But! His position on same-sex marriage — indeed, on homosexuality in general — is predictably, archaically, hateful. In July of 2010, when Argentina was considering legalizing same-sex marriage, Bergoglio wrote a letter to Argentina’s cloistered nuns. It reads in part:
“In the coming weeks, the Argentine people will face a situation whose outcome can seriously harm the family… At stake is the identity and survival of the family: father, mother and children. At stake are the lives of many children who will be discriminated against in advance, and deprived of their human development given by a father and a mother and willed by God. At stake is the total rejection of God’s law engraved in our hearts.
Let’s not be naive: This is not a simple political fight; it is a destructive proposal to God’s plan. This is not a mere legislative proposal (that’s just its form), but a move by the father of lies that seeks to confuse and deceive the children of God… Let’s look to St. Joseph, Mary, and the Child to ask fervently that they defend the Argentine family in this moment… May they support, defend, and accompany us in this war of God.” — National Catholic Register
It’d be quaint, really, if this man wasn’t at the head of a politically powerful organization. More than anything, though — and I’m going to kind of contradict my last statement here — this illustrates how disconnected the papacy, and the upper Catholic hierarchy, is from Catholics worldwide, especially in the United States. A majority of Americans support same-sex marriage; a majority of Americans also claim either some form of Protestantism or Catholicism. Methinks the demographics bleed.
After Bergoglio’s stance became known, several Argentine priests came out in defense of same-sex marriage; one was defrocked. Rob Portman won’t be kicked out of the Republican Party, but only because he was borderline inconsequential in the context of their power grabs in the first place.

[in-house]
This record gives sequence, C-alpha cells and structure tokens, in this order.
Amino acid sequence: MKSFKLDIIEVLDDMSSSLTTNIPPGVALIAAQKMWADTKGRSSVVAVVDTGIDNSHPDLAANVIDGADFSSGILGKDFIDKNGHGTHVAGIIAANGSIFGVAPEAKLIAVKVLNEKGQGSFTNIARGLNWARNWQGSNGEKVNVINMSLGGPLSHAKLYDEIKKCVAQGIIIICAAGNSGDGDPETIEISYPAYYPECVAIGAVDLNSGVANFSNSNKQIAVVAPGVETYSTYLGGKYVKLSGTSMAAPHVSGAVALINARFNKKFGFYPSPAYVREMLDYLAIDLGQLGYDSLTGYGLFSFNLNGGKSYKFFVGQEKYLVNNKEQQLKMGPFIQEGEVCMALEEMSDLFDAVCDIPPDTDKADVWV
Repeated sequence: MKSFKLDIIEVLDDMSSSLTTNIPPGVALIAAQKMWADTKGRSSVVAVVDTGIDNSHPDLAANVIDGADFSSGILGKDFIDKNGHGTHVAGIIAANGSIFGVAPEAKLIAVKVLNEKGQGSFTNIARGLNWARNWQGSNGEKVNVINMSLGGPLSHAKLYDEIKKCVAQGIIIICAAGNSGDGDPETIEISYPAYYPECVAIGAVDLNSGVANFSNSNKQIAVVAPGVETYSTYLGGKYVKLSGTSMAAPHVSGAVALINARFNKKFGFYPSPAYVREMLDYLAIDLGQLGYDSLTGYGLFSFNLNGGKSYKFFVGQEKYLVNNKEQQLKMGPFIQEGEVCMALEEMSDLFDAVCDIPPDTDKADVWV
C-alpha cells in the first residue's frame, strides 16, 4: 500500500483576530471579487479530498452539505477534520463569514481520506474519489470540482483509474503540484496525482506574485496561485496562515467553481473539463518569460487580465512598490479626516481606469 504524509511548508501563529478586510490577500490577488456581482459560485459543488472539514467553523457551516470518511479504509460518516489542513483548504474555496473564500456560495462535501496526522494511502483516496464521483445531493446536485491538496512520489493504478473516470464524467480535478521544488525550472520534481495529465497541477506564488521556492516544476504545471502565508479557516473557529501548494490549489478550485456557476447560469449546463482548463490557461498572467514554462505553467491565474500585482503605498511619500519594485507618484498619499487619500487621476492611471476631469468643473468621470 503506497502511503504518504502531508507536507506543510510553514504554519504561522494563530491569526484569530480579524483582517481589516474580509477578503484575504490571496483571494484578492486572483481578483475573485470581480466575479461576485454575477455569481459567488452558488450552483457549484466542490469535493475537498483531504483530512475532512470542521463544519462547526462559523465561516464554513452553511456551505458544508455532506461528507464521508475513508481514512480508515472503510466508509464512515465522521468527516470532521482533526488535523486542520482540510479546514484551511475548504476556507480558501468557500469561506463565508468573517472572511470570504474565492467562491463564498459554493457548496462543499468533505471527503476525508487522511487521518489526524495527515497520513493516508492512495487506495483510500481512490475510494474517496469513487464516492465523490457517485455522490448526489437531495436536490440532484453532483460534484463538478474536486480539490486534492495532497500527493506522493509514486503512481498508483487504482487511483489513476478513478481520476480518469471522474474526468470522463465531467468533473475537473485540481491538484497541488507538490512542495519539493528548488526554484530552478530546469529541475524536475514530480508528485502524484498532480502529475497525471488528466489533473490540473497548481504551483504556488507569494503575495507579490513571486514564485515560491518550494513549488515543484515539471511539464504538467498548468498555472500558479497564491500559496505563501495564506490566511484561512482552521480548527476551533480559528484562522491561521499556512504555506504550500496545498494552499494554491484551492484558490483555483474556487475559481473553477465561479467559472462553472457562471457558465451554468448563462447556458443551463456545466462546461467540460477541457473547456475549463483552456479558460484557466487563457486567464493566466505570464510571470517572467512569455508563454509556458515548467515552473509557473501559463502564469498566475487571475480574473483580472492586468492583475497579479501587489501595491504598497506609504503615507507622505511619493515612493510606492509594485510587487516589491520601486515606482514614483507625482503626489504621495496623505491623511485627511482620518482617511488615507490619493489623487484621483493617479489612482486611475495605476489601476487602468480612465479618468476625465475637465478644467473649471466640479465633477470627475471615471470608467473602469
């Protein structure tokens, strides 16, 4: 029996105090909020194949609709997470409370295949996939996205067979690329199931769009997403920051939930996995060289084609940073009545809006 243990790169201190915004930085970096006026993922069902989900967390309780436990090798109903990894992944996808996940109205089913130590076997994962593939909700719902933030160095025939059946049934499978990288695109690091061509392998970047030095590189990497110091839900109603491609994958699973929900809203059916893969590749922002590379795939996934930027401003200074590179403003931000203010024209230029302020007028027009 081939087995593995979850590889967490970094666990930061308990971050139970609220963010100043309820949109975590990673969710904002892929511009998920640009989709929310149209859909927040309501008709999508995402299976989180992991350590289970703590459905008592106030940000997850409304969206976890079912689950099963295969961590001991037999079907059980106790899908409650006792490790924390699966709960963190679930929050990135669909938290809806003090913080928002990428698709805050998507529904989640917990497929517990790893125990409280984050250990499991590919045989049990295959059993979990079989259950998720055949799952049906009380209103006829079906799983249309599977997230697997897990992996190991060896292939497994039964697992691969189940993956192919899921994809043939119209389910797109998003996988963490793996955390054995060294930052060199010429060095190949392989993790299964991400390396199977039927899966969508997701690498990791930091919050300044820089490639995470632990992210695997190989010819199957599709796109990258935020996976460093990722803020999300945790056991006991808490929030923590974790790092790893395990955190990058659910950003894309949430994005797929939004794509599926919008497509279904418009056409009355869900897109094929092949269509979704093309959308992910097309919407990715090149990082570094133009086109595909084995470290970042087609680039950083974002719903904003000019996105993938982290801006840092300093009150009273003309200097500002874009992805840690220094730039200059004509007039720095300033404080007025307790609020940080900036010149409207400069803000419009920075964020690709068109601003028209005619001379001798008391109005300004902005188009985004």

Meanwhile at CPAC a few days ago, the party trotted out Sarah Palin to shamelessly pander to teabaggers and poledance for dye job money. To put the kind of audience Republicans still court into context, there were two major applause moments in her speech: when she pulled out a Big Gulp and when she derided Obama’s call for more strenuous universal background checks, saying that we “should have started with yours, Mr. President,” because Sarah Palin is an insane Birther who thinks everyone has a constitutional right to be shot in the face.
If there is one positive to take away from all this, it’s that this re-upping, this continued insistence of Church and Party bosses on toeing the same old lines, results in the increased democratization of the citizenry that comprises the true body of those organizations. When Cardinal Dolan went after nuns last year, telling them to abandon their work among the poor in order to campaign against same-sex marriage, the nuns refused — guess who the faithful backed?
Republican leaders demonized Obama; Portman went to work for the administration as an ambassador, and has since turned a major moral corner. At the risk of sounding like a hippie, power wanes in time. Love, acceptance, a sense of what is truly right, rises in the midst of such waning. You Might Also Like: